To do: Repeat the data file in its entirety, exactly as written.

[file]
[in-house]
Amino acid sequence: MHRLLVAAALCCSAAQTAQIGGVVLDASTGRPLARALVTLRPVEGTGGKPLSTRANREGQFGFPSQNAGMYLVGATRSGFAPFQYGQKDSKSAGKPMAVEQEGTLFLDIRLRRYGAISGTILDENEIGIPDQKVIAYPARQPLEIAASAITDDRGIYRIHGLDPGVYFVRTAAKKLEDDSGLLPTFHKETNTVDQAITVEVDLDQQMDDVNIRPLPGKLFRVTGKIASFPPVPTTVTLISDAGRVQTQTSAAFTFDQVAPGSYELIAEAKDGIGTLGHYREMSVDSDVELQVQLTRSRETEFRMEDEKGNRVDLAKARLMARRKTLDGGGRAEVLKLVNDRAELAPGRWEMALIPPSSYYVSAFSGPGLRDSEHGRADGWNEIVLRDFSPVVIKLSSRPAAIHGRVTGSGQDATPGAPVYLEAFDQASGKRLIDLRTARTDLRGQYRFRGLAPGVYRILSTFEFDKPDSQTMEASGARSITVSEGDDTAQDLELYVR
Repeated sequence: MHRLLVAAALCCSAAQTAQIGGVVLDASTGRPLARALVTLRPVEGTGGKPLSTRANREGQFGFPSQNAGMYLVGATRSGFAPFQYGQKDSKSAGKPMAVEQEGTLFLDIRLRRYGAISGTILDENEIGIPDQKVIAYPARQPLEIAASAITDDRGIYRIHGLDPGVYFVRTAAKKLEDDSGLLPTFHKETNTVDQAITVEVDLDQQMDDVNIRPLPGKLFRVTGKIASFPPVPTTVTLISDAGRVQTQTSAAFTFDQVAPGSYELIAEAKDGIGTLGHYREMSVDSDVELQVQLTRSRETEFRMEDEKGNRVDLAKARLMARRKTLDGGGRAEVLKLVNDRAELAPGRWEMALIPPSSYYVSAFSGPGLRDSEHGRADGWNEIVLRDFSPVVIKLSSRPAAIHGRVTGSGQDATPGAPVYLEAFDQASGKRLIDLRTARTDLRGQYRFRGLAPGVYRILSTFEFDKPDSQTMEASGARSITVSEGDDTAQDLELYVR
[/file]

[in-house]
Amino acid sequence: MHRLLVAAALCCSAAQTAQIGGVVLDASTGRPLARALVTLRPVEGTGGKPLSTRANREGQFGFPSQNAGMYLVGATRSGFAPFQYGQKDSKSAGKPMAVEQEGTLFLDIRLRRYGAISGTILDENEIGIPDQKVIAYPARQPLEIAASAITDDRGIYRIHGLDPGVYFVRTAAKKLEDDSGLLPTFHKETNTVDQAITVEVDLDQQMDDVNIRPLPGKLFRVTGKIASFPPVPTTVTLISDAGRVQTQTSAAFTFDQVAPGSYELIAEAKDGIGTLGHYREMSVDSDVELQVQLTRSRETEFRMEDEKGNRVDLAKARLMARRKTLDGGGRAEVLKLVNDRAELAPGRWEMALIPPSSYYVSAFSGPGLRDSEHGRADGWNEIVLRDFSPVVIKLSSRPAAIHGRVTGSGQDATPGAPVYLEAFDQASGKRLIDLRTARTDLRGQYRFRGLAPGVYRILSTFEFDKPDSQTMEASGARSITVSEGDDTAQDLELYVR
Repeated sequence: MHRLLVAAALCCSAAQTAQIGGVVLDASTGRPLARALVTLRPVEGTGGKPLSTRANREGQFGFPSQNAGMYLVGATRSGFAPFQYGQKDSKSAGKPMAVEQEGTLFLDIRLRRYGAISGTILDENEIGIPDQKVIAYPARQPLEIAASAITDDRGIYRIHGLDPGVYFVRTAAKKLEDDSGLLPTFHKETNTVDQAITVEVDLDQQMDDVNIRPLPGKLFRVTGKIASFPPVPTTVTLISDAGRVQTQTSAAFTFDQVAPGSYELIAEAKDGIGTLGHYREMSVDSDVELQVQLTRSRETEFRMEDEKGNRVDLAKARLMARRKTLDGGGRAEVLKLVNDRAELAPGRWEMALIPPSSYYVSAFSGPGLRDSEHGRADGWNEIVLRDFSPVVIKLSSRPAAIHGRVTGSGQDATPGAPVYLEAFDQASGKRLIDLRTARTDLRGQYRFRGLAPGVYRILSTFEFDKPDSQTMEASGARSITVSEGDDTAQDLELYVR